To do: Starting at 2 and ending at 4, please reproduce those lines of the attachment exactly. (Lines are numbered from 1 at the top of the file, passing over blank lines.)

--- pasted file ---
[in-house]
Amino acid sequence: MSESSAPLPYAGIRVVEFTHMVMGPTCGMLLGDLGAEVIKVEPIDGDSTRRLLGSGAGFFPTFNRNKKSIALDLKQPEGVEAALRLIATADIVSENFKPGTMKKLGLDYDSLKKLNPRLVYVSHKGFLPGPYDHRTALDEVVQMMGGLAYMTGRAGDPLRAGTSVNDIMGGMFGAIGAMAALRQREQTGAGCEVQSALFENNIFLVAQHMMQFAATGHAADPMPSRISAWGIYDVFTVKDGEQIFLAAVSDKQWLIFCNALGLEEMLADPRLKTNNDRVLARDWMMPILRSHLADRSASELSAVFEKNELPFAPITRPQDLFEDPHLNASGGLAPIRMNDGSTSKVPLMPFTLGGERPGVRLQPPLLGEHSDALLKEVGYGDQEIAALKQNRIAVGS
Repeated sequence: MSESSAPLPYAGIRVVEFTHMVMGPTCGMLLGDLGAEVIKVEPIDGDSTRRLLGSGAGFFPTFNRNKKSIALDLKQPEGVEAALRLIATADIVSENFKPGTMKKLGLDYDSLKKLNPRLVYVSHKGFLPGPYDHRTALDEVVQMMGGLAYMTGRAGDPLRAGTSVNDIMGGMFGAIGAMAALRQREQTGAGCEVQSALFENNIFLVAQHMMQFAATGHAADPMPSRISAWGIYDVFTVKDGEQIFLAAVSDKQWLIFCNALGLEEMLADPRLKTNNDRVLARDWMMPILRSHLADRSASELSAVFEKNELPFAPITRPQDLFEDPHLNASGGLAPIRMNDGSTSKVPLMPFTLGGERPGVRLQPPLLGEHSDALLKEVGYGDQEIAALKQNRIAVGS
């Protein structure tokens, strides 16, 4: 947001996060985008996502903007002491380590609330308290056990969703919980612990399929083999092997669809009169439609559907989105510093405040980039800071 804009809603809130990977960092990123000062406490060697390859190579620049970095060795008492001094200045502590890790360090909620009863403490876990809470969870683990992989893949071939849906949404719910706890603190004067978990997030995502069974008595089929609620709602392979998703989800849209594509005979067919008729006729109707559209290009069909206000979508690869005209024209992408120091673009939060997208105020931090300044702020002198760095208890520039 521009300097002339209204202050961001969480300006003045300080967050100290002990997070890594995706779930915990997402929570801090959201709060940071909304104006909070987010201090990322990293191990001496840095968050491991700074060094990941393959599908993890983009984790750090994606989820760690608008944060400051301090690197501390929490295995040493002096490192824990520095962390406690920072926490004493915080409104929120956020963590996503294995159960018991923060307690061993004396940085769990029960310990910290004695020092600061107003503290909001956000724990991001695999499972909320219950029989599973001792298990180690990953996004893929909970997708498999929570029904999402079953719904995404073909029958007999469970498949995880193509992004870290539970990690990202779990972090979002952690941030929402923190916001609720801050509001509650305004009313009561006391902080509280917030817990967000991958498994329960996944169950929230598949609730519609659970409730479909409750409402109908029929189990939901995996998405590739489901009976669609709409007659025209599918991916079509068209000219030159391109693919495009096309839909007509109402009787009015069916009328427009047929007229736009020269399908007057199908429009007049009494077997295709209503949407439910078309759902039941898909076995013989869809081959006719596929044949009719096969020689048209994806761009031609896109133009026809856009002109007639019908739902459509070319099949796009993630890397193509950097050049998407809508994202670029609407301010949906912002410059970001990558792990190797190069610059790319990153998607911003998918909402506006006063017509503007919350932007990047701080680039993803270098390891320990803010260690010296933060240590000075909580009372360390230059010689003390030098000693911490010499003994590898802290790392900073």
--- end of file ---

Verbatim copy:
Amino acid sequence: MSESSAPLPYAGIRVVEFTHMVMGPTCGMLLGDLGAEVIKVEPIDGDSTRRLLGSGAGFFPTFNRNKKSIALDLKQPEGVEAALRLIATADIVSENFKPGTMKKLGLDYDSLKKLNPRLVYVSHKGFLPGPYDHRTALDEVVQMMGGLAYMTGRAGDPLRAGTSVNDIMGGMFGAIGAMAALRQREQTGAGCEVQSALFENNIFLVAQHMMQFAATGHAADPMPSRISAWGIYDVFTVKDGEQIFLAAVSDKQWLIFCNALGLEEMLADPRLKTNNDRVLARDWMMPILRSHLADRSASELSAVFEKNELPFAPITRPQDLFEDPHLNASGGLAPIRMNDGSTSKVPLMPFTLGGERPGVRLQPPLLGEHSDALLKEVGYGDQEIAALKQNRIAVGS
Repeated sequence: MSESSAPLPYAGIRVVEFTHMVMGPTCGMLLGDLGAEVIKVEPIDGDSTRRLLGSGAGFFPTFNRNKKSIALDLKQPEGVEAALRLIATADIVSENFKPGTMKKLGLDYDSLKKLNPRLVYVSHKGFLPGPYDHRTALDEVVQMMGGLAYMTGRAGDPLRAGTSVNDIMGGMFGAIGAMAALRQREQTGAGCEVQSALFENNIFLVAQHMMQFAATGHAADPMPSRISAWGIYDVFTVKDGEQIFLAAVSDKQWLIFCNALGLEEMLADPRLKTNNDRVLARDWMMPILRSHLADRSASELSAVFEKNELPFAPITRPQDLFEDPHLNASGGLAPIRMNDGSTSKVPLMPFTLGGERPGVRLQPPLLGEHSDALLKEVGYGDQEIAALKQNRIAVGS
């Protein structure tokens, strides 16, 4: 947001996060985008996502903007002491380590609330308290056990969703919980612990399929083999092997669809009169439609559907989105510093405040980039800071 804009809603809130990977960092990123000062406490060697390859190579620049970095060795008492001094200045502590890790360090909620009863403490876990809470969870683990992989893949071939849906949404719910706890603190004067978990997030995502069974008595089929609620709602392979998703989800849209594509005979067919008729006729109707559209290009069909206000979508690869005209024209992408120091673009939060997208105020931090300044702020002198760095208890520039 521009300097002339209204202050961001969480300006003045300080967050100290002990997070890594995706779930915990997402929570801090959201709060940071909304104006909070987010201090990322990293191990001496840095968050491991700074060094990941393959599908993890983009984790750090994606989820760690608008944060400051301090690197501390929490295995040493002096490192824990520095962390406690920072926490004493915080409104929120956020963590996503294995159960018991923060307690061993004396940085769990029960310990910290004695020092600061107003503290909001956000724990991001695999499972909320219950029989599973001792298990180690990953996004893929909970997708498999929570029904999402079953719904995404073909029958007999469970498949995880193509992004870290539970990690990202779990972090979002952690941030929402923190916001609720801050509001509650305004009313009561006391902080509280917030817990967000991958498994329960996944169950929230598949609730519609659970409730479909409750409402109908029929189990939901995996998405590739489901009976669609709409007659025209599918991916079509068209000219030159391109693919495009096309839909007509109402009787009015069916009328427009047929007229736009020269399908007057199908429009007049009494077997295709209503949407439910078309759902039941898909076995013989869809081959006719596929044949009719096969020689048209994806761009031609896109133009026809856009002109007639019908739902459509070319099949796009993630890397193509950097050049998407809508994202670029609407301010949906912002410059970001990558792990190797190069610059790319990153998607911003998918909402506006006063017509503007919350932007990047701080680039993803270098390891320990803010260690010296933060240590000075909580009372360390230059010689003390030098000693911490010499003994590898802290790392900073």